Ricky Burns Fighter Profile, Bio & Career Record: 34 (9) – 2
Ricky Burns smiled for the cameras, a world title draped across him. His happiness in this moment was the result of years of hard graft, work that had allowed him to stare down defeat before summing up the courage and energy required to clasp a hold of the WBO Super-Featherweight Title following a grueling battle with Roman Martinez. How did he get there, and what happened next? Enjoy our fighter profile and Ricky Burns bio right here.
Burns turned professional at the age of 18, beating Woody Greenway over four rounds at light-welterweight. After just shy of two years out of the ring, Burns returned in 2004 to continue his development, this time having boiled down in weight.
In 2005, Burns showed a sign of things to come, nudging the applecart ever so slightly with an eight round unanimous decision over the then British champion, Graham Earl.
When Earl vacated the aforementioned title his successor was the former holder, Alex Arthur. Burns was called into an all-Scottish battle for the British title in Arthur’s second defense of his regained belt, though on this occasion Ricky’s inexperience told, losing on points over twelve. Burns found himself wanting once more over the distance, losing to Arthur’s successor Carl Johanneson for the same belt one year later.
Undaunted, Burns pressed on. Eventually settling at super-featherweight, he notched the Commonwealth strap with a points victory over tough African Osumanu Akaba. A stoppage of the shop-worn Michael Gomez gave him greater recognition, and two more wins set him up for an unlikely world title challenge.
World Title Victory
Burns, having been well maneuvered by Frank Warren, was set up for a world title tilt against Puerto Rico’s Roman Martinez. A sellout crowd at Glasgow’s Kelvin Hall assembled to rally their local pride towards the WBO super featherweight strap, creating an atmosphere where waves of noise buoyed Burns on at every turn. Suffering a first round knockdown to the heavy handed champion, Burns was rocked back on his heels on occasion, but boxed well to earn a hard-fought decision. The unimaginable had been pulled off. Just four months prior, Burns had fought journeyman Youssef Al Hamidi. This night was his though, and he set about planning to defend the newly-won belt.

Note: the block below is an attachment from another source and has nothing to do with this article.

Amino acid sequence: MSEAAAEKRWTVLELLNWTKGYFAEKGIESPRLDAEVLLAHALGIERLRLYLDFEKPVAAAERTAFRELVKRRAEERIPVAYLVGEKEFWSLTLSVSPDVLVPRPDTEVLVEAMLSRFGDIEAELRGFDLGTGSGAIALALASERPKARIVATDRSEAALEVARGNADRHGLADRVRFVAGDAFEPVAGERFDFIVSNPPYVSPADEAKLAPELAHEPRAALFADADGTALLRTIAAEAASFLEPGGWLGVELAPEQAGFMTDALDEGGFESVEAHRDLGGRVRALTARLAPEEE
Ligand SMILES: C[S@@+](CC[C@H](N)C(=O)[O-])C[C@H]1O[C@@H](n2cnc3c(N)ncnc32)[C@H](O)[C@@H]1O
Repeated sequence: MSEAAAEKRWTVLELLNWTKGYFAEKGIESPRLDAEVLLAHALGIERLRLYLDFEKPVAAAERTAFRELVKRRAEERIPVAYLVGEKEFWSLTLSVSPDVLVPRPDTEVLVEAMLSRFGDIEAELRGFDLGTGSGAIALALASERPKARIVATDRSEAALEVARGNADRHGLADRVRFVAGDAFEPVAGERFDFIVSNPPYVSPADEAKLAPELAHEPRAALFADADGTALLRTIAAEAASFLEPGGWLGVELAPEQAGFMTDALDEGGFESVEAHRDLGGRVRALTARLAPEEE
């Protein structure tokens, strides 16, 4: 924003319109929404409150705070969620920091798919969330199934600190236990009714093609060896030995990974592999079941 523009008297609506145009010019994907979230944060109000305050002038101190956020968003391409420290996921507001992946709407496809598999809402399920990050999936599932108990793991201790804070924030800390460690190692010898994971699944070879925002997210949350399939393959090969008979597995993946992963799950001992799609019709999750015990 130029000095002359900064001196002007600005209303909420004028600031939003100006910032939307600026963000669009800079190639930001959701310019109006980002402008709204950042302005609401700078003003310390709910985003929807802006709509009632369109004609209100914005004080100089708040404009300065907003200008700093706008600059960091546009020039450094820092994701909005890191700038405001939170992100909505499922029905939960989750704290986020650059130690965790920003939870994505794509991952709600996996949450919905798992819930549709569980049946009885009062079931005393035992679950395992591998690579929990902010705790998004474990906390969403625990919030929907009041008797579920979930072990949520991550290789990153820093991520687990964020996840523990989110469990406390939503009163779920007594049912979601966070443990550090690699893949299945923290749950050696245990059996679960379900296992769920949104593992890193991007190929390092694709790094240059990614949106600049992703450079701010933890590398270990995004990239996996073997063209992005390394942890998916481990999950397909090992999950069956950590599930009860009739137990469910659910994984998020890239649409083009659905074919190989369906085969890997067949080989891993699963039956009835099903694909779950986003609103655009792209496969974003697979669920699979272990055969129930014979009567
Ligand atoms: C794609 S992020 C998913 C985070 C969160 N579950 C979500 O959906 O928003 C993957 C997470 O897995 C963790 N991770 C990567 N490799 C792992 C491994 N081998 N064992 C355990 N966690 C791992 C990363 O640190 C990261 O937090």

Title Defenses and move up to Lightweight
Having seen off two hand-picked opponents, Burns defended the WBO super-featherweight belt one last time, against former owner Nicky Cook. Well past his best, Cook seemed to hurt his hip in the opening round and was unable to continue. An unsatisfactory ending to the contest, but the win paved the route for Burns’ move up to lightweight.
With many tipping Michael Katsidis to walk through Burns in similar fashion to his mauling of Kevin Mitchell, the Scotsman entered the ring amidst a general feeling of slight trepidation. A display of beautiful boxing, incorporating body shots and uppercuts, however, saw to it that Burns picked up the interim WBO strap at his new weightclass.
With Juan Manuel Marquez moving up, Burns was made full WBO champion at 135 pounds. In his first initiation, he saw off the well capable Paulus Moses over twelve comfortable rounds. Boxing well once more in the face of quality opposition, Burns cemented his place as one of Britain’s best fighters circa 2012.
Burns will take on Kevin Mitchell in Glasgow on September 22nd. It has been a fight often talked of in the United Kingdom, and should provide thrills as two of the worlds best at lightweight square off in what will likely be a cauldron of excitement when the night arrives.